The prospect of teaching the transmedia story Inanimate Alice to my students came to me in the most conventional of ways. My wife and I are both teachers and my parents showed us this article in Maclean’s Magazine about teaching transmedia in the classroom. My wife was super keen on the idea and brought it to her classroom immediately. With her successes in teaching with it, and a desire to bring the same passion to my students, I decided that I would love to give it a try as well. As a teacher whose goal is to bring new learning, new engagement and new ways of seeing the world to my students, this seemed like a natural fit.
This is now the fourth time I’ve taught Alice to my students and each time I’ve found a new way to engage with the material. Each time it has brought out wonder and depth to my students’ comprehension of text features, as well as using multimedia components with text to make it come alive. I believe that over the past few years, as the technology availability and capability has grown, it has become almost possible to completely recreate an Alice episode with Google Slides together with some links to Youtube for music. This year, the students have jumped in with both feet and have completed stories well beyond what I would ever have expected from them.
We started out by exploring each episode and seeing how it could be laid out on a Freytag Pyramid, working with them together as a class, then in groups, and then independently. Following our exploration of common themes and conventions, students were able to begin to create their own stories. They started out by planning their stories on this blank Freytag pyramid, and after much discussion about what was possible, they began their journeys.
Another great element of their stories is the coding aspect. We have had a focus on developing our computational thinking skills over the course of this year and with the games element of Alice, my students use Scratch to build their own games that connect to their storylines. This made the work even more enriching and powerful.
I write this now as we begin to wrap up the collaborative editing piece. Collaboration has been key to our entire journey, they are so excited to share, get and give feedback to each other and read each other’s work. To watch this happen has been so rewarding for me as a teacher. In conclusion, the depth of learning that went on through teaching Alice was beyond what I could have ever expected and I am so proud of the students’ work but even more so, they are so proud and empowered. That, I think, is the greatest reward!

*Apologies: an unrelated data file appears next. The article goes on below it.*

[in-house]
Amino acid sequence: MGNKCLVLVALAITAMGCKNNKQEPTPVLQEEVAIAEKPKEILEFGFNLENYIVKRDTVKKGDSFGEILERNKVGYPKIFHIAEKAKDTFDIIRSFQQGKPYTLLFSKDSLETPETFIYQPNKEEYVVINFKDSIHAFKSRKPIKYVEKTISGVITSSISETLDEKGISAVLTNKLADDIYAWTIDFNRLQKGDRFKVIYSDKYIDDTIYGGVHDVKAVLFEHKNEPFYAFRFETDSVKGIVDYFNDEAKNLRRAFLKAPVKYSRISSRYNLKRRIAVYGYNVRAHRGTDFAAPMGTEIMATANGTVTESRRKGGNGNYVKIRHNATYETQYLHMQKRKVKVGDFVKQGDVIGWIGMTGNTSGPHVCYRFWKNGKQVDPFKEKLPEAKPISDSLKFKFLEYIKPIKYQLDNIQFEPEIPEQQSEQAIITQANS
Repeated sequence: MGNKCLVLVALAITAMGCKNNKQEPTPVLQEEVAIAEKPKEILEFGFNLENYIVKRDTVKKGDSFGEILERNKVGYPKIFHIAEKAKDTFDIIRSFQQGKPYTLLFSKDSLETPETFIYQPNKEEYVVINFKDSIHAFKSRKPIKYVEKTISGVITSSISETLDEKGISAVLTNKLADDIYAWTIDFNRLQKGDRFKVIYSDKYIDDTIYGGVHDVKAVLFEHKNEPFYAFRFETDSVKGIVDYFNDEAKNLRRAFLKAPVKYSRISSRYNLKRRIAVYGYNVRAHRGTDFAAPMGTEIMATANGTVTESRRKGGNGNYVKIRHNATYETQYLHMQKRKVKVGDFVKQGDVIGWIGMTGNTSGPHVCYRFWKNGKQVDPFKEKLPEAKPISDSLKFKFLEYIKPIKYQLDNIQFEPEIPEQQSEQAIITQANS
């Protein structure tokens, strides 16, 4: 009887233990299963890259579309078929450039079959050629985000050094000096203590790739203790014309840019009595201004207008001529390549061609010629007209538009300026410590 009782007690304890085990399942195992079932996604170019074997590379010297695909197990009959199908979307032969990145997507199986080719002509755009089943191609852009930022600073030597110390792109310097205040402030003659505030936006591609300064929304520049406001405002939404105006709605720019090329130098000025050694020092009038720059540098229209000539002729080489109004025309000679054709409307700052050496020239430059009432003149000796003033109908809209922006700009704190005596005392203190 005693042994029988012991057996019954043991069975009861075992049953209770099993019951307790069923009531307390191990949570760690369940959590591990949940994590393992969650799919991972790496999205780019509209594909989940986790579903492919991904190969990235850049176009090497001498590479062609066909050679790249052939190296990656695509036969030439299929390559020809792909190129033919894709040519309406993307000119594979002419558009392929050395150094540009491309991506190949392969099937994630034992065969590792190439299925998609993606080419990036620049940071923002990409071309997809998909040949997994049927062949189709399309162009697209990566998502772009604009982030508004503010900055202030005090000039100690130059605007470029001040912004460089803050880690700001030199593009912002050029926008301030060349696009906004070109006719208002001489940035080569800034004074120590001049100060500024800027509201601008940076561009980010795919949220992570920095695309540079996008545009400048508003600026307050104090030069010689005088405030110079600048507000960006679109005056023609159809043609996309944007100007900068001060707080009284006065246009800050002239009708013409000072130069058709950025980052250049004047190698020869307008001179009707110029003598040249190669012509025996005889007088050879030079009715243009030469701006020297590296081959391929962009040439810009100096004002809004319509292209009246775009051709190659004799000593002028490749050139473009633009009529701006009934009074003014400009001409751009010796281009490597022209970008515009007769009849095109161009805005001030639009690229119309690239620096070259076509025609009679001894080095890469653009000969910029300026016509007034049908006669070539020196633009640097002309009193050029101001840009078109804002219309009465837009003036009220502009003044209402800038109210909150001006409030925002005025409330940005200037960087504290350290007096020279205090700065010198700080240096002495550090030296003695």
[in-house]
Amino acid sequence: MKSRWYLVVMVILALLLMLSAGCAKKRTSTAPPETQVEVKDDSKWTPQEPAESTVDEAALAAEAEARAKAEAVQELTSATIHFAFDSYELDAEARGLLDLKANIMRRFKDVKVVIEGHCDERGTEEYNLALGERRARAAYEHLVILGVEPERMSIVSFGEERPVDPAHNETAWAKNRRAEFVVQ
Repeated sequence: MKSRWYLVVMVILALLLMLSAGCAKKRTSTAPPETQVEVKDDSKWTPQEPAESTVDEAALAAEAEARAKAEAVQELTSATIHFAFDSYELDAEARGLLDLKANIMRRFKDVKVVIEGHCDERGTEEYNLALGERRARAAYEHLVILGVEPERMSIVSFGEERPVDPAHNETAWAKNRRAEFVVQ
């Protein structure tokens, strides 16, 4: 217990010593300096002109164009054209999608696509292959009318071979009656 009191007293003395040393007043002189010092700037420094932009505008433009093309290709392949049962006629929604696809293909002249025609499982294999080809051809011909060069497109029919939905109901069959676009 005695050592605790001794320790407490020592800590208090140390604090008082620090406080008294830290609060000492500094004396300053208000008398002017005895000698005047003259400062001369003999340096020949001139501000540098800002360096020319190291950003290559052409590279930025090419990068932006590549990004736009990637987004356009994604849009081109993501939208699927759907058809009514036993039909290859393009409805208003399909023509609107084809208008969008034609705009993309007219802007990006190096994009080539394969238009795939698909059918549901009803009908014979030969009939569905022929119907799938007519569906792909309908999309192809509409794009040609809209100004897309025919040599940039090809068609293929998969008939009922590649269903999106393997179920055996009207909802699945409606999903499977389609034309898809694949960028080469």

An eighth year teacher with the Halton DSB, Cameron currently teaches grade 5, as well as robotics and computational thinking to grade 2’s. Over the course of his career, he has taught Kindergarten through grade seven, as well as technology integration. Cameron was featured on CBC’s “The National”, for his work with computational thinking in the classroom, and on the Edugains 21st Century Education web series. A frequent presenter for both ETFO and OTF, Cameron has recently been hosting OTF Connects webinars on a wide variety of topics as well as mentoring for OTF’s Teacher Learning Co-ops. Cameron is a passionate educator whose motto is “engage, inspire, learn” and he strives to bring this with him to both his presentations and his daily teaching practice.
Is Niagara Falls replacing Switzerland’s Reichenbach as the destination for detectives? Sherlock Holmes would surely recognize the co-incidence and be keen to investigate what’s in store for budding detectives in the digital age.
Bryan Clancy has been engaging learners with the tale of Inanimate Alice for 8 years. Initially, teaching grades 6&7, Alice tagged along while he introduced her to grade 2’s. Now, with grades 3&4 under the magnifying glass, he invites their participation, asking for their help by video invitation while reading through story episodes making them inclusive for every reader. As they follow Alice’s adventures “I can tell they are getting excited to write” he says.
Prior experience with the series has left Bryan well-placed to deliver this born-digital literary work at a distance. Excited by the prospect he has recruited a wider catchment in his plot. He explains “I have been teaching Alice so long that older siblings have been sworn to secrecy as to what happens.” Referring to the closet scene in Russia (Episode 3) as a jumpscare, “some of my little guys are worried that The Last Gas Station will be the scariest because they heard so from older brothers.”
“Even through distance learning, Alice keeps them engaged and talking amongst family members. All the parents know who Alice is.” Presented with Powerpoint and using Google Forms for students’ responses, Bryan employs a wide array of available technologies to give context to his storytelling. On a previous occasion he acquired a lock-box from Home Depot in order to keep Alice’s secrets safe… but that’s another story for another day.
Meanwhile, responding to the question whether she liked Alice, one of Bryan’s students said “Yes, because she is home schooled like we are.”